Recovery Tips

Exposures for Generalized Anxiety Disorder

April 4, 2023

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As a therapist, I have found that exposure therapy can be a highly effective treatment for generalized anxiety disorder (GAD). GAD is characterized by excessive and uncontrollable worry about a wide range of life events and situations. 

While it may seem counterintuitive to intentionally expose someone to the things they fear, exposure therapy can help people with GAD minimize the symptoms of anxiety and regain control over their lives.

Reducing safety behaviors during exposure therapy

One of the key components of exposure therapy for GAD is reducing those safety behaviors. Safety behaviors are actions that people take to avoid or minimize the anxiety they feel in response to a trigger. 

For example, someone with GAD may avoid social situations to protect themselves from feeling embarrassed or judged. Another individual with GAD may constantly check their phone for reassurance that nothing bad has happened. While safety behaviors may provide temporary relief, they ultimately reinforce the belief that the feared situation is dangerous which can lead to more anxiety in the long run.

In exposure therapy, the person is gradually exposed to a feared situation or trigger in a controlled and supportive environment. The therapist may start with less anxiety-provoking situations and gradually work up to more challenging ones. During the exposure, the person is encouraged to resist the urge to engage in safety behaviors.This requires them to experience anxiety without resorting to avoidance or reassurance seeking. Scary, I know.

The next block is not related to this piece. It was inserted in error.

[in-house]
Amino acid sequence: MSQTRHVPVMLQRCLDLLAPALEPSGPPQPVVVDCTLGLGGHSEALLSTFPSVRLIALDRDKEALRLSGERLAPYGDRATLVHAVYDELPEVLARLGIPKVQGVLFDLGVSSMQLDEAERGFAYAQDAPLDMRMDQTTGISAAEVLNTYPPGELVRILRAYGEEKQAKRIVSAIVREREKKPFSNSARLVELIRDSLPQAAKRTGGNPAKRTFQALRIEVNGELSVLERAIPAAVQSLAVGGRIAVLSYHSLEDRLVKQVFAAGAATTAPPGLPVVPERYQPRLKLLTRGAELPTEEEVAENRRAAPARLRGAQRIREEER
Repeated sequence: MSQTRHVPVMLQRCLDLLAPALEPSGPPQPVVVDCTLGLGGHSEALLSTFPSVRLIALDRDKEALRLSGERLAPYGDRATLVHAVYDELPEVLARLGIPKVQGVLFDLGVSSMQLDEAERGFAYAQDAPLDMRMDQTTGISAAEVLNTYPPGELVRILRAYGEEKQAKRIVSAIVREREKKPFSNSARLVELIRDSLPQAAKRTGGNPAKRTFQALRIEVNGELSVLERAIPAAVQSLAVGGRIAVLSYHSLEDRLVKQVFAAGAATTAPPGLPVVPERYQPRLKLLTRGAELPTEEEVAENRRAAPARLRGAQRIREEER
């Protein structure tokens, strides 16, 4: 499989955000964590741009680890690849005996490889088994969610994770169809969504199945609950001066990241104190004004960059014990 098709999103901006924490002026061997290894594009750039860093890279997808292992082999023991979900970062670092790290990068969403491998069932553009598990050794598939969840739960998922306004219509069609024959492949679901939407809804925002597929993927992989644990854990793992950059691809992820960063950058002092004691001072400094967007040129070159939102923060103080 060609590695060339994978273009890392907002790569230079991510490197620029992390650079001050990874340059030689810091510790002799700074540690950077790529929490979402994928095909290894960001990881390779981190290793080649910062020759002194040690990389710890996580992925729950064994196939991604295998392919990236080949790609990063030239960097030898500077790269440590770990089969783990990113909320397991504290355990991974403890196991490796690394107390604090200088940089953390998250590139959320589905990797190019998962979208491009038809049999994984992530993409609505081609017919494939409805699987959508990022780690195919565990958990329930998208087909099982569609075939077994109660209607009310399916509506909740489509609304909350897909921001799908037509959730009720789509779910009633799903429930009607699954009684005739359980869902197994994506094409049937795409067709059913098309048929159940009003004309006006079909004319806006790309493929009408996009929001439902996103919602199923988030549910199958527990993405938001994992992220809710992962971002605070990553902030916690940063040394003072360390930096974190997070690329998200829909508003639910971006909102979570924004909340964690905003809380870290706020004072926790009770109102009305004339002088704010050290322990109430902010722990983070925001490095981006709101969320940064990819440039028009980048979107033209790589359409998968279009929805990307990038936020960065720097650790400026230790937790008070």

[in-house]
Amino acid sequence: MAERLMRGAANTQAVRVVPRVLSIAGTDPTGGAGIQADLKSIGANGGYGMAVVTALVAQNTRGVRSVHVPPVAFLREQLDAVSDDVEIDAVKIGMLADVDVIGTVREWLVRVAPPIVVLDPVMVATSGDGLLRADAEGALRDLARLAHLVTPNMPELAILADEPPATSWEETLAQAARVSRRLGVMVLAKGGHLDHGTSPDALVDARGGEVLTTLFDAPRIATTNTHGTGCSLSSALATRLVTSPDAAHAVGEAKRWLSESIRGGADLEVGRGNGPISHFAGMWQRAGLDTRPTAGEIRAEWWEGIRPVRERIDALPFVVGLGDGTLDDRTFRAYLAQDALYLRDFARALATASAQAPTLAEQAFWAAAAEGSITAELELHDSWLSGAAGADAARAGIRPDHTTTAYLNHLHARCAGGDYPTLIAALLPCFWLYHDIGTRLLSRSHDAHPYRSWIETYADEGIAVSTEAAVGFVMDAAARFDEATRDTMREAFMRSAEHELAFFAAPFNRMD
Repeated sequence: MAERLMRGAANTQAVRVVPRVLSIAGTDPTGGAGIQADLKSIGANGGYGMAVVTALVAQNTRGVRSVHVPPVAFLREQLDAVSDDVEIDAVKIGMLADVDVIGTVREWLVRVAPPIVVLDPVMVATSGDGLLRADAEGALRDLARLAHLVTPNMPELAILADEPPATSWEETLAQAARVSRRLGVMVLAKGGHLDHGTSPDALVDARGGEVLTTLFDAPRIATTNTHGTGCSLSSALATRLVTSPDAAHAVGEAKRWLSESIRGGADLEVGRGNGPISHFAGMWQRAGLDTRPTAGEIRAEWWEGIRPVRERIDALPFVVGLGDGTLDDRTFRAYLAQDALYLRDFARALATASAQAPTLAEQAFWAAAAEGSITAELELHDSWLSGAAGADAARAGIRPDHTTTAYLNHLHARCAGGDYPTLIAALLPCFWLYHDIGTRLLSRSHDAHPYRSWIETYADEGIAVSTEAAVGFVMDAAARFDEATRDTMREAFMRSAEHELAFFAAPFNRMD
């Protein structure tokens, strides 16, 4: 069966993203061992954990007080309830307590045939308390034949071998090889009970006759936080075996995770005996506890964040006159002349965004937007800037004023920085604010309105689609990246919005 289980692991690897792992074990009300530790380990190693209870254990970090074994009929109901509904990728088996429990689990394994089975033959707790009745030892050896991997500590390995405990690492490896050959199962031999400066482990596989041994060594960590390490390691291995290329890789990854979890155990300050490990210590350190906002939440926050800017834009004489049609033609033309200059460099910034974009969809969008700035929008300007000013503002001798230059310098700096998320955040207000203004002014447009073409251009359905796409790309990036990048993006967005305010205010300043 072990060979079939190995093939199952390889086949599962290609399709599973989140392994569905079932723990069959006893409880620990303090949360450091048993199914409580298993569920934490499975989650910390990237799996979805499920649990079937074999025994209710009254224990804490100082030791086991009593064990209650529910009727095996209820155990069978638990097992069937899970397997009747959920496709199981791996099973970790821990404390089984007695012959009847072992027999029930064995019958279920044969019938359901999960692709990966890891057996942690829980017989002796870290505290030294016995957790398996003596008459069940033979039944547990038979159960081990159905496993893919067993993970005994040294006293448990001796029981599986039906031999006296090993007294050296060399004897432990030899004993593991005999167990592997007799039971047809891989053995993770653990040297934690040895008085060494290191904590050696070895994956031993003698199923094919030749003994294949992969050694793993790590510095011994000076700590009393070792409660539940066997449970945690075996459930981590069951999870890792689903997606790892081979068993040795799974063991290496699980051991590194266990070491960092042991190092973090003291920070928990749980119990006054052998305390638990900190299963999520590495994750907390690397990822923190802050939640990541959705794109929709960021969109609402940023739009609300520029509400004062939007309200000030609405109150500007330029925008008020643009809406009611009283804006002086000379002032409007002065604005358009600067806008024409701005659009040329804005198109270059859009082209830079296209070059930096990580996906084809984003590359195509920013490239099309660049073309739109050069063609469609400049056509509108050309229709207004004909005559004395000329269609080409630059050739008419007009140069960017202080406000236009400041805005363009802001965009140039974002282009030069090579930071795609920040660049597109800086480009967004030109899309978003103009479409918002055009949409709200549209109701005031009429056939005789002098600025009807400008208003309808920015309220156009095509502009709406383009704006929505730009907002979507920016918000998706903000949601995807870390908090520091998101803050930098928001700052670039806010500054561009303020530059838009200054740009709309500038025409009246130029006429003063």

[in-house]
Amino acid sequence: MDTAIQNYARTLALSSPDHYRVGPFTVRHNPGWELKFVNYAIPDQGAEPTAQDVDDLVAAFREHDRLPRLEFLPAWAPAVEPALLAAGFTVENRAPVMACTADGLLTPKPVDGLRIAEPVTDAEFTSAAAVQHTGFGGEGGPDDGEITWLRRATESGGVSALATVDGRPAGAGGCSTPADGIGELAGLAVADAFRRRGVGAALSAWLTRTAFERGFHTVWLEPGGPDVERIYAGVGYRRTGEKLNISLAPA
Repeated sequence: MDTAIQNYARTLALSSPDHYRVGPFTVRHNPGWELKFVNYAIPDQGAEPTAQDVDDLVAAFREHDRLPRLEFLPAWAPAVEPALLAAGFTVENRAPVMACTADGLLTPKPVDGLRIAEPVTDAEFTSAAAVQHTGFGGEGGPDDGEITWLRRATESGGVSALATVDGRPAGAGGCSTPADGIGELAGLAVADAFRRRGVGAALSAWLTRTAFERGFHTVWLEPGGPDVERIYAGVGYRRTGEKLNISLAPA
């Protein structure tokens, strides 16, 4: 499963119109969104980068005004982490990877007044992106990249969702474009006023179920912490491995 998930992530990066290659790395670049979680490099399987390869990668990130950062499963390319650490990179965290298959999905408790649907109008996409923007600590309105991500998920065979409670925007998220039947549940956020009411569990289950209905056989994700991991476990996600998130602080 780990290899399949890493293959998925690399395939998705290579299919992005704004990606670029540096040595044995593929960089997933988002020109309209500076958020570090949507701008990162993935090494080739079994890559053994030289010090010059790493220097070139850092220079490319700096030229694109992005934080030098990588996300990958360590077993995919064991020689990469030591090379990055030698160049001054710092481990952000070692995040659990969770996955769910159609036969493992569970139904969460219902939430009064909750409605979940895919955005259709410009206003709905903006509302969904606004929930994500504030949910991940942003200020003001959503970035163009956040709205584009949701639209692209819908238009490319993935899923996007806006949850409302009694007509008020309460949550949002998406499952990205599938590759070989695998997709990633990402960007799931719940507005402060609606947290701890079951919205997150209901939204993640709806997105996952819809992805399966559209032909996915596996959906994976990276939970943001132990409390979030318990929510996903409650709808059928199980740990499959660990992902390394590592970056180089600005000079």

However, over time, exposure therapy can help people with GAD learn that the feared situation is not as dangerous as they originally believed. By repeatedly confronting their fears and resisting safety behaviors, they can develop new, more adaptive beliefs and coping strategies. This can lead to a significant reduction in anxiety symptoms and an improved quality of life.

Challenges of exposure therapy

One of the challenges of exposure therapy is that it is often uncomfortable and even scary at times. However, the role of the therapist is to provide support and guidance throughout the process. The therapist can help the person realize that they are able to sit with discomfort and that it is not dangerous.

It is important to note that exposure therapy should always be tailored to the individual’s needs and comfort levels. The therapist should work collaboratively with the person to create a treatment plan that is safe and effective.

Exposure therapy to build resilience and confidence

In addition to reducing safety behaviors, exposure therapy can also help people with GAD build resilience and confidence. By confronting their fears and learning to tolerate discomfort, they can develop a sense of mastery and control over their anxiety. This can translate to other areas of their life, leading to increased self-esteem and a greater sense of accomplishment.

While exposure therapy is ideally undergone with the supervision of a licensed professional, I know that finding a therapist is not always so simple. If you are looking to learn more about doing exposures on your own, check out my podcast episode, The “Must Haves” of ERP. And if you need more to chew on for this topic, my “GAD or OCD? Does It Matter?” masterclass would be right up your alley. Click here to learn more about the GAD vs OCD masterclass (it will truly blow your mind).
If you or someone you know is struggling with GAD, know that there is help available. With the right treatment and support, it is possible to overcome anxiety and live a fulfilling life.

P.S. You CAN do this.

I’m rooting you on SO dang hard. 


Remember: this post is for informational purposes only and may not be the best fit for you and your personal situation. It shall not be construed as mental health or medical advice. The information and education provided here is not intended or implied to supplement or replace professional advice of your own professional mental health or medical treatment, advice, and/or diagnosis. Always check with your own physician or medical or mental health professional before trying or implementing any information read here.

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